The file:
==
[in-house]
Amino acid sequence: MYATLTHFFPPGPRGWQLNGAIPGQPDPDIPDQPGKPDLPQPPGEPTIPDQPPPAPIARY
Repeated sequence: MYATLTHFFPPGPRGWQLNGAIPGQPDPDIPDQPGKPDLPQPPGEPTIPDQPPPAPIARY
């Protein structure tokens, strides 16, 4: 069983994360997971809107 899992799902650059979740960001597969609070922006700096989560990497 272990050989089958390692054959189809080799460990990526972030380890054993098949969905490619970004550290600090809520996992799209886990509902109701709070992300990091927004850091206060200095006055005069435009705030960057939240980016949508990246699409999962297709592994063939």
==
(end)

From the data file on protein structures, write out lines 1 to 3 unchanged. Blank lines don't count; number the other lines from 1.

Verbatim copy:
[in-house]
Amino acid sequence: MYATLTHFFPPGPRGWQLNGAIPGQPDPDIPDQPGKPDLPQPPGEPTIPDQPPPAPIARY
Repeated sequence: MYATLTHFFPPGPRGWQLNGAIPGQPDPDIPDQPGKPDLPQPPGEPTIPDQPPPAPIARY